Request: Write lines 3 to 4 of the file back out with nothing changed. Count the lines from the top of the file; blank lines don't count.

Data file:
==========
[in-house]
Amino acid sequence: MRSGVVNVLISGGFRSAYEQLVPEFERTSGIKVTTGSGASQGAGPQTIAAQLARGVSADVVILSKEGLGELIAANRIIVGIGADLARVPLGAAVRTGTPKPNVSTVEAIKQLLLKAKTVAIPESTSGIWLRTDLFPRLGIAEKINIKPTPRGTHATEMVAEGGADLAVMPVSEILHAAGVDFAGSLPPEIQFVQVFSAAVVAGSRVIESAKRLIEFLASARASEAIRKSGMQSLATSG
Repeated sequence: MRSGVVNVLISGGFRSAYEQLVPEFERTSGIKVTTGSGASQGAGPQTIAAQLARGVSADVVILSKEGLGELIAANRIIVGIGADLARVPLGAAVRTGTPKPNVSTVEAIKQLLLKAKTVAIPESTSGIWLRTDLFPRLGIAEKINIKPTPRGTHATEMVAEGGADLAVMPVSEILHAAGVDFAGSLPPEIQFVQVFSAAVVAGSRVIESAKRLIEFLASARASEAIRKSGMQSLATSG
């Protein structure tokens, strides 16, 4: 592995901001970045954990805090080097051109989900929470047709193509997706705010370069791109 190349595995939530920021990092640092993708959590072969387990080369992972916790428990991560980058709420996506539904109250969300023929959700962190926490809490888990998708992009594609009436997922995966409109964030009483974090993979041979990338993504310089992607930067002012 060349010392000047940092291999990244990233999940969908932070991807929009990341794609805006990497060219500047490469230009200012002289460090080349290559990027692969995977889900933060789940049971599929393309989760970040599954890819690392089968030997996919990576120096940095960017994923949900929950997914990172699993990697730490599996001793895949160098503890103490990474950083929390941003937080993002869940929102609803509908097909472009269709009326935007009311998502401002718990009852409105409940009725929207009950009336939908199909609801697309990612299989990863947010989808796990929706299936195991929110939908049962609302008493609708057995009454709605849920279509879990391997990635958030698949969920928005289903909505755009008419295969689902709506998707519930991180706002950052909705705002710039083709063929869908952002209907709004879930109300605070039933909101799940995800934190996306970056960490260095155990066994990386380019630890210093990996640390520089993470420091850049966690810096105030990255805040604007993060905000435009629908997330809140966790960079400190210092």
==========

Repeated sequence: MRSGVVNVLISGGFRSAYEQLVPEFERTSGIKVTTGSGASQGAGPQTIAAQLARGVSADVVILSKEGLGELIAANRIIVGIGADLARVPLGAAVRTGTPKPNVSTVEAIKQLLLKAKTVAIPESTSGIWLRTDLFPRLGIAEKINIKPTPRGTHATEMVAEGGADLAVMPVSEILHAAGVDFAGSLPPEIQFVQVFSAAVVAGSRVIESAKRLIEFLASARASEAIRKSGMQSLATSG
């Protein structure tokens, strides 16, 4: 592995901001970045954990805090080097051109989900929470047709193509997706705010370069791109 190349595995939530920021990092640092993708959590072969387990080369992972916790428990991560980058709420996506539904109250969300023929959700962190926490809490888990998708992009594609009436997922995966409109964030009483974090993979041979990338993504310089992607930067002012 060349010392000047940092291999990244990233999940969908932070991807929009990341794609805006990497060219500047490469230009200012002289460090080349290559990027692969995977889900933060789940049971599929393309989760970040599954890819690392089968030997996919990576120096940095960017994923949900929950997914990172699993990697730490599996001793895949160098503890103490990474950083929390941003937080993002869940929102609803509908097909472009269709009326935007009311998502401002718990009852409105409940009725929207009950009336939908199909609801697309990612299989990863947010989808796990929706299936195991929110939908049962609302008493609708057995009454709605849920279509879990391997990635958030698949969920928005289903909505755009008419295969689902709506998707519930991180706002950052909705705002710039083709063929869908952002209907709004879930109300605070039933909101799940995800934190996306970056960490260095155990066994990386380019630890210093990996640390520089993470420091850049966690810096105030990255805040604007993060905000435009629908997330809140966790960079400190210092």